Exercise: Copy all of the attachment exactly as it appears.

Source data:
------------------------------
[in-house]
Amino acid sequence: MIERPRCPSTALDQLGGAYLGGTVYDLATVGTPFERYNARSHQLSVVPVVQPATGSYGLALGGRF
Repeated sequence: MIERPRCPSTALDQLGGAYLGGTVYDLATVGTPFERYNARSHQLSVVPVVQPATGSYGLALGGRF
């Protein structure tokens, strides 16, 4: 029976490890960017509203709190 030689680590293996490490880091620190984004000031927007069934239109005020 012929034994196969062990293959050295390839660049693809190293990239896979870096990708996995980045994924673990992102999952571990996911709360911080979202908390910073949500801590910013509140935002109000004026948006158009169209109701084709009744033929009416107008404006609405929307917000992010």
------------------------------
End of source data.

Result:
[in-house]
Amino acid sequence: MIERPRCPSTALDQLGGAYLGGTVYDLATVGTPFERYNARSHQLSVVPVVQPATGSYGLALGGRF
Repeated sequence: MIERPRCPSTALDQLGGAYLGGTVYDLATVGTPFERYNARSHQLSVVPVVQPATGSYGLALGGRF
């Protein structure tokens, strides 16, 4: 029976490890960017509203709190 030689680590293996490490880091620190984004000031927007069934239109005020 012929034994196969062990293959050295390839660049693809190293990239896979870096990708996995980045994924673990992102999952571990996911709360911080979202908390910073949500801590910013509140935002109000004026948006158009169209109701084709009744033929009416107008404006609405929307917000992010």